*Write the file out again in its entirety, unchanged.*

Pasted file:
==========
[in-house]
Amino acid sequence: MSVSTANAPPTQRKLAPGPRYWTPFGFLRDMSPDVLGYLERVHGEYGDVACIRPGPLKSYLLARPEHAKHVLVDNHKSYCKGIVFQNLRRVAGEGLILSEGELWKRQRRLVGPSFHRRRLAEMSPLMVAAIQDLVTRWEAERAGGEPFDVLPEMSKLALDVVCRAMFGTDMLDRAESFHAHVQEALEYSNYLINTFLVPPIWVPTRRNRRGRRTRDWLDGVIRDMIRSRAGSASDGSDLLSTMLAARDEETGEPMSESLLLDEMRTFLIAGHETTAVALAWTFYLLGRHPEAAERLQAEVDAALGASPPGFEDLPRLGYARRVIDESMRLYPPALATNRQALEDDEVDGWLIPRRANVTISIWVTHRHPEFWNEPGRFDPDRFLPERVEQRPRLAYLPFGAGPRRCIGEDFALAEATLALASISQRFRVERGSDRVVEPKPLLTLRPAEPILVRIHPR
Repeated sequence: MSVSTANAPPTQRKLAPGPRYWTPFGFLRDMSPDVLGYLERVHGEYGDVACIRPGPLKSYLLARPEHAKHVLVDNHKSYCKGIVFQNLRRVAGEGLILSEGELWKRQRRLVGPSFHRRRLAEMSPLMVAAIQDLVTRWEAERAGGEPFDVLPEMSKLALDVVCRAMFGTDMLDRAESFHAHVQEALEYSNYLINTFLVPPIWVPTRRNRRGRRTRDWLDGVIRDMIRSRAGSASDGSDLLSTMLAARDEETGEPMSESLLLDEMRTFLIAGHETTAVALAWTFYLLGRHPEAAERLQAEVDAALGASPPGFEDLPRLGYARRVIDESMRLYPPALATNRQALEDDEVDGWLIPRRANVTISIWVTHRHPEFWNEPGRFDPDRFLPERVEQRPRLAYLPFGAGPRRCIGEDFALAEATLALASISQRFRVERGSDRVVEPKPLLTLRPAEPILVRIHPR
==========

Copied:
[in-house]
Amino acid sequence: MSVSTANAPPTQRKLAPGPRYWTPFGFLRDMSPDVLGYLERVHGEYGDVACIRPGPLKSYLLARPEHAKHVLVDNHKSYCKGIVFQNLRRVAGEGLILSEGELWKRQRRLVGPSFHRRRLAEMSPLMVAAIQDLVTRWEAERAGGEPFDVLPEMSKLALDVVCRAMFGTDMLDRAESFHAHVQEALEYSNYLINTFLVPPIWVPTRRNRRGRRTRDWLDGVIRDMIRSRAGSASDGSDLLSTMLAARDEETGEPMSESLLLDEMRTFLIAGHETTAVALAWTFYLLGRHPEAAERLQAEVDAALGASPPGFEDLPRLGYARRVIDESMRLYPPALATNRQALEDDEVDGWLIPRRANVTISIWVTHRHPEFWNEPGRFDPDRFLPERVEQRPRLAYLPFGAGPRRCIGEDFALAEATLALASISQRFRVERGSDRVVEPKPLLTLRPAEPILVRIHPR
Repeated sequence: MSVSTANAPPTQRKLAPGPRYWTPFGFLRDMSPDVLGYLERVHGEYGDVACIRPGPLKSYLLARPEHAKHVLVDNHKSYCKGIVFQNLRRVAGEGLILSEGELWKRQRRLVGPSFHRRRLAEMSPLMVAAIQDLVTRWEAERAGGEPFDVLPEMSKLALDVVCRAMFGTDMLDRAESFHAHVQEALEYSNYLINTFLVPPIWVPTRRNRRGRRTRDWLDGVIRDMIRSRAGSASDGSDLLSTMLAARDEETGEPMSESLLLDEMRTFLIAGHETTAVALAWTFYLLGRHPEAAERLQAEVDAALGASPPGFEDLPRLGYARRVIDESMRLYPPALATNRQALEDDEVDGWLIPRRANVTISIWVTHRHPEFWNEPGRFDPDRFLPERVEQRPRLAYLPFGAGPRRCIGEDFALAEATLALASISQRFRVERGSDRVVEPKPLLTLRPAEPILVRIHPR